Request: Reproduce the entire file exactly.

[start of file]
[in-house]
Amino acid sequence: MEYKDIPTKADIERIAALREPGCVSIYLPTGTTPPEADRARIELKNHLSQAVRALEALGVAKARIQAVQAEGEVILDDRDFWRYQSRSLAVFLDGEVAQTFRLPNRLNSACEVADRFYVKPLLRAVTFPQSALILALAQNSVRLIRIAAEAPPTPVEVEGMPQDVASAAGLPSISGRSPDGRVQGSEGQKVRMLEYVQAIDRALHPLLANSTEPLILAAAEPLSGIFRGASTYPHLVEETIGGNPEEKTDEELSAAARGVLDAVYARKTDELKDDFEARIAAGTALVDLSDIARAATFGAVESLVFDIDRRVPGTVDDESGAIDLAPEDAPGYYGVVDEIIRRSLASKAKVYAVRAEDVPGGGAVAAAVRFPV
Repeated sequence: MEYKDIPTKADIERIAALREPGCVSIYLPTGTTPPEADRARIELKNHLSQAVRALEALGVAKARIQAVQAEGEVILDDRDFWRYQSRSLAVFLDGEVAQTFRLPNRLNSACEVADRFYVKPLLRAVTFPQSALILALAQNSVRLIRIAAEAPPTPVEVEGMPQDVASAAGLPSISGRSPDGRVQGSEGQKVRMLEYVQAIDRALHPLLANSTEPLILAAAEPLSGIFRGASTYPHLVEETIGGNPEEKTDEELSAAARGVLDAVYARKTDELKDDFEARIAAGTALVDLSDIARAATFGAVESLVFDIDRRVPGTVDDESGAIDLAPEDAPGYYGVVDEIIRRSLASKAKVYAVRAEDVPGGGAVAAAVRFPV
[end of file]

[in-house]
Amino acid sequence: MEYKDIPTKADIERIAALREPGCVSIYLPTGTTPPEADRARIELKNHLSQAVRALEALGVAKARIQAVQAEGEVILDDRDFWRYQSRSLAVFLDGEVAQTFRLPNRLNSACEVADRFYVKPLLRAVTFPQSALILALAQNSVRLIRIAAEAPPTPVEVEGMPQDVASAAGLPSISGRSPDGRVQGSEGQKVRMLEYVQAIDRALHPLLANSTEPLILAAAEPLSGIFRGASTYPHLVEETIGGNPEEKTDEELSAAARGVLDAVYARKTDELKDDFEARIAAGTALVDLSDIARAATFGAVESLVFDIDRRVPGTVDDESGAIDLAPEDAPGYYGVVDEIIRRSLASKAKVYAVRAEDVPGGGAVAAAVRFPV
Repeated sequence: MEYKDIPTKADIERIAALREPGCVSIYLPTGTTPPEADRARIELKNHLSQAVRALEALGVAKARIQAVQAEGEVILDDRDFWRYQSRSLAVFLDGEVAQTFRLPNRLNSACEVADRFYVKPLLRAVTFPQSALILALAQNSVRLIRIAAEAPPTPVEVEGMPQDVASAAGLPSISGRSPDGRVQGSEGQKVRMLEYVQAIDRALHPLLANSTEPLILAAAEPLSGIFRGASTYPHLVEETIGGNPEEKTDEELSAAARGVLDAVYARKTDELKDDFEARIAAGTALVDLSDIARAATFGAVESLVFDIDRRVPGTVDDESGAIDLAPEDAPGYYGVVDEIIRRSLASKAKVYAVRAEDVPGGGAVAAAVRFPV